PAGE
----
Jai Hind.

  • DigitalEye on October 22, 2007, 21:37 GMT

    @whoresarelikethisonly

    It is hardly Dilip's upbringing's fault for him to have the courage to apologize to Symonds on his country's behalf.

    On the other hand, the qualities of somebody's upbringing is all too apparent as its those insensitive and reproachable qualities that gives a person the gall to turn a serious discussion into a shameful orgy of bigotry. Attack the fallacy in the argument if you can for attacking the man is the first weapon of the brain dead.

    What kind of a deplorable world view you have... you see a name and you see that he contradicts your argument and you don't need a second invitation to mock his ethnicity. Seriously, you don't have the moral high ground to condemn racist behavior for your argument with Dilip does not put you on any higher pedestal than those Mumbai monkeys.

    It is precisely people like you about whom this article is all about. Refer to Untouchable Convict's post above, he talks exactly about you and similar small minded folks when he said "I took the name Untouchable Convict as a pointed reminder to Indians that your country has massive issue with prejudice as hardly a poster here mentions Aussies without the word racist attached, without considering their backyard. It always seemed hypocritical. After your post I think it has reached its use by date.".

    @Untouchable Convict. Amen! brother.

  • A Citizen of Republic of India on October 22, 2007, 20:41 GMT

    After all this drama and mud-slinging I have decided to sue my neighbor's dog for racial discrimination. Why? Because (1)It tries to act like humans and (2)It barks at people.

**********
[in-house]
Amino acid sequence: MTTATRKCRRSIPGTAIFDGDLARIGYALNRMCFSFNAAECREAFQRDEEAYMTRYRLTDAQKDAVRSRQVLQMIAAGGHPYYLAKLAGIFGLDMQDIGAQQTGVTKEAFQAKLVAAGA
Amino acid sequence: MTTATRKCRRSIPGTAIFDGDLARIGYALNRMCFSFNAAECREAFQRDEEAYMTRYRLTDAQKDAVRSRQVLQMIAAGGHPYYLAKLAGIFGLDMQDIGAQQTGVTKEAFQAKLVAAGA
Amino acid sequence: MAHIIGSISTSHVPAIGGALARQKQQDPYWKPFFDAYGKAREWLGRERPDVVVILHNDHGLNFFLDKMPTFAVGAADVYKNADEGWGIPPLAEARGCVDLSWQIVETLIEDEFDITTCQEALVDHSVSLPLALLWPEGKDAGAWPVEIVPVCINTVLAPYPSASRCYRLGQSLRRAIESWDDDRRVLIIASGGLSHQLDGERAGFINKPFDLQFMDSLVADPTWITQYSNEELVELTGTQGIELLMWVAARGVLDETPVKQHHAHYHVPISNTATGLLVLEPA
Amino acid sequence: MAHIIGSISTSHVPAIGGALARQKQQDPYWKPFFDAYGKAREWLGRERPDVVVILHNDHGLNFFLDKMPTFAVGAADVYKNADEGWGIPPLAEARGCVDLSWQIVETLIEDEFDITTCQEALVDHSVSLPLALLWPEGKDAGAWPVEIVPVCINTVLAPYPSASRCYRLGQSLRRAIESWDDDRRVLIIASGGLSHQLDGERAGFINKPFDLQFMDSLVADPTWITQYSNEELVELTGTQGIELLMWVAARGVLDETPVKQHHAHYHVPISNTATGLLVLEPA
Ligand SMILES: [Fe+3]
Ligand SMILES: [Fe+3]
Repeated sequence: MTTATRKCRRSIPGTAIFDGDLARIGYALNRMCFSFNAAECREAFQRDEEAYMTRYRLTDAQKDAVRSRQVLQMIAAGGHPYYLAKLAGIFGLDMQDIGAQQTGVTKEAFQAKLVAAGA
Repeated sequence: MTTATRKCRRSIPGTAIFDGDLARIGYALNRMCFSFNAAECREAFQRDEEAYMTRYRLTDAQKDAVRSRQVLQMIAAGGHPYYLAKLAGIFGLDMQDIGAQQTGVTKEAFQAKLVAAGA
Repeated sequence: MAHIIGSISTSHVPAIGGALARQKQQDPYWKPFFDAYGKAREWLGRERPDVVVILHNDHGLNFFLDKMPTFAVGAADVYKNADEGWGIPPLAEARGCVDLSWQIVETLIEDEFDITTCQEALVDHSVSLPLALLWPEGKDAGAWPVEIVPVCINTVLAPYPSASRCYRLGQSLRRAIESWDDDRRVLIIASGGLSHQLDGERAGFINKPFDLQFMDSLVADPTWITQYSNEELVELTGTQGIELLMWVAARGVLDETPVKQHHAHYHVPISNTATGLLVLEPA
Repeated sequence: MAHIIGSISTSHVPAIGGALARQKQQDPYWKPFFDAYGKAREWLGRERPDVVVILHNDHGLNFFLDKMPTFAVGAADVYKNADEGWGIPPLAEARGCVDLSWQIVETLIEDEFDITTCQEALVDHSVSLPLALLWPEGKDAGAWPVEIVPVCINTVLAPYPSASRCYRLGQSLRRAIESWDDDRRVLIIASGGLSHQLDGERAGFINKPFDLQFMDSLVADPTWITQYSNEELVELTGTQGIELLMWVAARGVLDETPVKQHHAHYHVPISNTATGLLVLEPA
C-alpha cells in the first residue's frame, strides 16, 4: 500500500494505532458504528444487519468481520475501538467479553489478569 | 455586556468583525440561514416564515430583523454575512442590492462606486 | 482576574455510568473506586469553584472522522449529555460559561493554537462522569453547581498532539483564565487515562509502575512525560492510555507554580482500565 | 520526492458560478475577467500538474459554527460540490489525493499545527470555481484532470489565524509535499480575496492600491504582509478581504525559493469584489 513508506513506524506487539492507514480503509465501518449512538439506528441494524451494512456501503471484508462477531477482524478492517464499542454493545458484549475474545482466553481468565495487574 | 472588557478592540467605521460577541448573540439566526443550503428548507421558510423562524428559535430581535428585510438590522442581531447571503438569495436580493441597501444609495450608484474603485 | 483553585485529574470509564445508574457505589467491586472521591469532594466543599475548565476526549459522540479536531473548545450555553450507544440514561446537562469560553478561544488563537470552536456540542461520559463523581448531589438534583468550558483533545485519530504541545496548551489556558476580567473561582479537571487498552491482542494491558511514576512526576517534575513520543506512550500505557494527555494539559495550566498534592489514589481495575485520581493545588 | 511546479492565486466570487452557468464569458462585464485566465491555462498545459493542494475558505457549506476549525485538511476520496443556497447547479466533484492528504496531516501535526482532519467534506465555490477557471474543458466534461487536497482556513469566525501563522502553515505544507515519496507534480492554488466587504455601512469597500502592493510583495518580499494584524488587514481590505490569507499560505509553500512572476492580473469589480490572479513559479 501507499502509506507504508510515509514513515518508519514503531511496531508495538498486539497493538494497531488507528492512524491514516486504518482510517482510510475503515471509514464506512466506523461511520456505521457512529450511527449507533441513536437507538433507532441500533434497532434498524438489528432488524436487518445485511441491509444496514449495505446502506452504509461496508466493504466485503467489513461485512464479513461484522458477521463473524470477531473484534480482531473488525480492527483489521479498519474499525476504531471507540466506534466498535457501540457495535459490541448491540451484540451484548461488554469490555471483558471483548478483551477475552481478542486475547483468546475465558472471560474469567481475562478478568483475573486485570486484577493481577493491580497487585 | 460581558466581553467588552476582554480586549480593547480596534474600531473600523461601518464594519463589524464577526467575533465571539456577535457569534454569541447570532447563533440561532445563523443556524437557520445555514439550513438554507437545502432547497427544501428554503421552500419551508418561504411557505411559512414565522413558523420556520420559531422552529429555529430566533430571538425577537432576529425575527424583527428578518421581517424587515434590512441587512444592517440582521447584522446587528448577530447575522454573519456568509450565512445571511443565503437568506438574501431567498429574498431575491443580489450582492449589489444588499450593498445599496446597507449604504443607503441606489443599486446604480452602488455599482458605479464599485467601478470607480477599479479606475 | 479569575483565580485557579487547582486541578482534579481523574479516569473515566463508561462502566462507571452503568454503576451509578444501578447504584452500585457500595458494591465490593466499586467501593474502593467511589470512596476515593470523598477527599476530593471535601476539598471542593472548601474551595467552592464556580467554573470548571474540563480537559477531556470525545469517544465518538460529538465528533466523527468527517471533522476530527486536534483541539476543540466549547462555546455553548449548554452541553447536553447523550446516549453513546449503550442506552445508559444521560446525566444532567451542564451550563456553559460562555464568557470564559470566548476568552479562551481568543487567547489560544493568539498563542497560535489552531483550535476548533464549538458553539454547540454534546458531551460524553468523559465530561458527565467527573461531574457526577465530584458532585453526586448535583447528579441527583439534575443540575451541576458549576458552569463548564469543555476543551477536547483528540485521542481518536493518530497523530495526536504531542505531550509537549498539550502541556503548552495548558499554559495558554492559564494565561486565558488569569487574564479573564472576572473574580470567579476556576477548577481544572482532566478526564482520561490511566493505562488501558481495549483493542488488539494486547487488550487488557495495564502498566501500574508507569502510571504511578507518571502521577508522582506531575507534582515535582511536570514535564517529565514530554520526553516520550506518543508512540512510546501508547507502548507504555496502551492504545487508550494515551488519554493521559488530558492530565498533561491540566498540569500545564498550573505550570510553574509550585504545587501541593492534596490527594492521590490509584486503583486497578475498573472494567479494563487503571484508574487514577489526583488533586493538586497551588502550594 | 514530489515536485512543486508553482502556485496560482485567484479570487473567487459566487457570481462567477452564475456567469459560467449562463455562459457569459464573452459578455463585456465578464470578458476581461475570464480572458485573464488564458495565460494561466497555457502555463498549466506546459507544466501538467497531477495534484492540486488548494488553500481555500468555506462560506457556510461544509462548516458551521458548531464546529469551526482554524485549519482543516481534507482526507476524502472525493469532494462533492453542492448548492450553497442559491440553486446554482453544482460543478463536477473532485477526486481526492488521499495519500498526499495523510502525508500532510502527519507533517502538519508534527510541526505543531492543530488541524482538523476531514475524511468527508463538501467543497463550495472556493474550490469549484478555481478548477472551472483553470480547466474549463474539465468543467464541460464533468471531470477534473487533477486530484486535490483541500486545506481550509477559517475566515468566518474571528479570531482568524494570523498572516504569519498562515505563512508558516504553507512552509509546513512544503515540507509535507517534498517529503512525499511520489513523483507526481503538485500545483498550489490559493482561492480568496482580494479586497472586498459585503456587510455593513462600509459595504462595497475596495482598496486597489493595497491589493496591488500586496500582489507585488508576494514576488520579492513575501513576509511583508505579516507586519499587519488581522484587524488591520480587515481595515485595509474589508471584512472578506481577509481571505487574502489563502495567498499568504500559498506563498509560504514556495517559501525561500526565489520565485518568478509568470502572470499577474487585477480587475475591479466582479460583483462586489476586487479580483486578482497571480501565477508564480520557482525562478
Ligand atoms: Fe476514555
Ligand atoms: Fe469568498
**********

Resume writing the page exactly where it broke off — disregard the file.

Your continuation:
In the context of this melodrama that has been the talk of the town for a few days now, I think those actions of the dog are sufficient enough to sue.

    I am also planning to sue the owners. The old lady likes the white one more than the colored dog and the old man does the opposite.

    I am not trying to prove anything here. I am only trying to put views and perceptions of people into the context of a normal day in a common-man's life.

  • ram on October 22, 2007, 18:32 GMT

    someone made a statement about british soccer hooligans. I live in the UK and watch the premiership and the coca cola championship every week - live - and I must say that the crowds have been surprisingly wonderful. The atmosphere is terrific, the crowds are well-behaved and polite - a far cry from the view that we Indians have of the British soccer fans from so far off. They are respectful to their teams even if they lose - unlike our crowds. remember Calcutta , 1995 World Cup semifinal?

  • wearelikethisonly on October 22, 2007, 14:17 GMT

    @Dilip This is not meant to be a one-on-one but promise I will resist next time.

    Madrasi - may be a derogatory term, may not be - don't know. Apoligies if I have hurt someone.

    Madras happens to be my favorite city. A place where my only child was born. So, nothing personal in this.